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There's a particle with mass $M$ moving in a static three-dimensional potential $V(\vec{r})$. The time-independent Schrödinger equation is $$-\frac{\hbar^2}{2M} \nabla^2 \psi + V(\vec{r})\psi = i\hbar\frac{\partial \psi}{\partial t}.$$ And the local probabilistic density $\rho$ and local probabilistic flux $\vec{j}$ are $$\rho = \psi^* \psi$$ $$\vec{\jmath} = \frac{\hbar}{2Mi} (\psi^* \nabla \psi - \psi \nabla \psi^{*}).$$

My problem is, how to show the following equation (the quantum mechanical interpretation of Newton's Second Law)? $$\frac{d}{dt} \int{M\,\vec{\jmath}\,d^3r} = -\int{(\nabla V)\rho\, d^3r}.$$ In fact, I've tried to solve this for days. The following part is my process until now: $$\mathrm{LHS} = \frac{\hbar}{2i} \int\frac{d}{dt}(\psi^* \nabla \psi - \psi \nabla \psi^{*}) \,d^3r,$$ where $$\frac{d}{dt}(\psi^* \nabla \psi - \psi \nabla \psi^{*}) = \frac{i}{\hbar} \left[ \hat{H}\psi^*(\nabla \psi) - \psi^* (\nabla\hat{H})\psi + \hat{H}\psi (\nabla \psi^*)-\psi (\nabla \hat{H})\psi^* \right].$$ Then I have trouble. I have no idea how to get to next stage.

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The Hamiltonian is proportional to the time derivative of the wave function, $\hat{H}=i\hbar\partial \psi/\partial t$.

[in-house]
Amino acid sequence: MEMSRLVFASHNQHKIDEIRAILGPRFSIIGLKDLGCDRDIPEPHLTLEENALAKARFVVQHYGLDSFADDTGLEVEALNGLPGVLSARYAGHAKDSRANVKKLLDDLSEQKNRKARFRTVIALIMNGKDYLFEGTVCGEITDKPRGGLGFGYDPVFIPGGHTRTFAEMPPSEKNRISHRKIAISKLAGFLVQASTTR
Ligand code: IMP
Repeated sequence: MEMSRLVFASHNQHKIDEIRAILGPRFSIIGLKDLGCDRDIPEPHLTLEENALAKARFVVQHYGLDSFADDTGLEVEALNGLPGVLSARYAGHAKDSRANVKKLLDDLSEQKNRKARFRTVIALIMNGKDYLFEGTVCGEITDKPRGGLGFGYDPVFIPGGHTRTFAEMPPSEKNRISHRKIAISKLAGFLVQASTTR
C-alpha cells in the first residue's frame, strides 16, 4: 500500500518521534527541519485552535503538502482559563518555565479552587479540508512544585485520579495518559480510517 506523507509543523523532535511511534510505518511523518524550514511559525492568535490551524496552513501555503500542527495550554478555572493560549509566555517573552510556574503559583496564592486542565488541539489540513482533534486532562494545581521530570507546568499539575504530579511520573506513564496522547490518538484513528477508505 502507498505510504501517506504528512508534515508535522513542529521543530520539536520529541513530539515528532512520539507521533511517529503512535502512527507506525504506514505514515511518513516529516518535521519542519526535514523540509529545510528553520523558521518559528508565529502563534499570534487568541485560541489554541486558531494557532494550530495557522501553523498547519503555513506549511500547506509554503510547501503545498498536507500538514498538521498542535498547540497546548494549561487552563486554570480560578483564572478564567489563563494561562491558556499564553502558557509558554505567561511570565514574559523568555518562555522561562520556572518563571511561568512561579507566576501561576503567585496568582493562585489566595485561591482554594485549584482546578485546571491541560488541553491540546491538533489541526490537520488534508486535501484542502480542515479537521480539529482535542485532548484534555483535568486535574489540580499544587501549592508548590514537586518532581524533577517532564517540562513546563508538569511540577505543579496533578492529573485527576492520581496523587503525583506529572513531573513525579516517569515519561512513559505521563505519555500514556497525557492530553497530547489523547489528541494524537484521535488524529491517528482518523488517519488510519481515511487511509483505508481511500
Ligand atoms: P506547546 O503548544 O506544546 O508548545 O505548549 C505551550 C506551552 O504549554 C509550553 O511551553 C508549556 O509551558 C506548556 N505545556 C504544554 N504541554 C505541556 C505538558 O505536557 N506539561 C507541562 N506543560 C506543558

Suppose you want to find the time derivative of the expectation value of operator $\hat{O}$. $$d\langle\hat{O}\rangle/dt=\frac{\partial}{\partial t}\int \ \psi^*\hat{O}\psi dr^3=\int \frac{\partial \psi^*}{\partial t}\hat{O}\psi +\psi^*\frac{\partial \hat{O}}{\partial t}\psi+\psi^*\hat{O}\frac{\partial \psi}{\partial t} dr^3, \\ d\langle\hat{O}\rangle/dt=\frac{1}{i\hbar}\int i \hbar \psi^*\hat{O}\psi +\psi^*\hat{O}ih\frac{\partial \psi}{\partial t} dr^3+\left\langle\frac{\partial \hat{O}}{\partial t}\right\rangle$$ To simplify, lets assume the operator has no explicit time dependence. Then the third term is zero. Now we substitute the Hamiltonian. $$ \frac{d\langle\hat{O}\rangle}{dt}=\frac{1}{ih}\int (-\hat{H}\psi)^*\hat{O}\psi+\psi^*\hat {O}\hat{H}\psi \ dr^3 $$ The Hamiltonian is Hermitian so $$\frac{d\langle\hat{O}\rangle}{dt}=\frac{1}{ih}\int -\psi^*\hat{H}\hat{O}\psi +\psi^*\hat{O}\hat{H} \ dr^3= \left\langle[\hat{O},\hat{H}]\right\rangle$$ QED.

Now apply it to the momentum operator, $\hat{O}=\hat{p}$, and $\hat{H}=\hat{p}^2/2m+\hat{V}$. $$ \hat{p}\hat{H}=\hat{p}\hat{p}^2/2m+\hat{p}\hat {V}\\ \hat{H}\hat{p}=\hat{p}^2\hat{p}/2m+\hat {V}\hat{p} $$ Powers of the momentum operator commute with each other,so the negative commutator of the Hamiltonian with the momentum operator is the commutator of the momentum operator with the potential operator.

$$\frac{d \langle\hat{p}\rangle}{dt}=\frac{1}{ih}\int -i\hbar\psi^*\frac{\partial V}{\partial x}\psi -i \hbar \psi^*V \frac{\partial \psi}{\partial x} +i\hbar \psi^* V \frac{\partial \psi}{\partial x} dr^3 = \left\langle-\frac{\partial V}{\partial x}\right\rangle$$

Alternatives I've seen will require vector calculus identifies.

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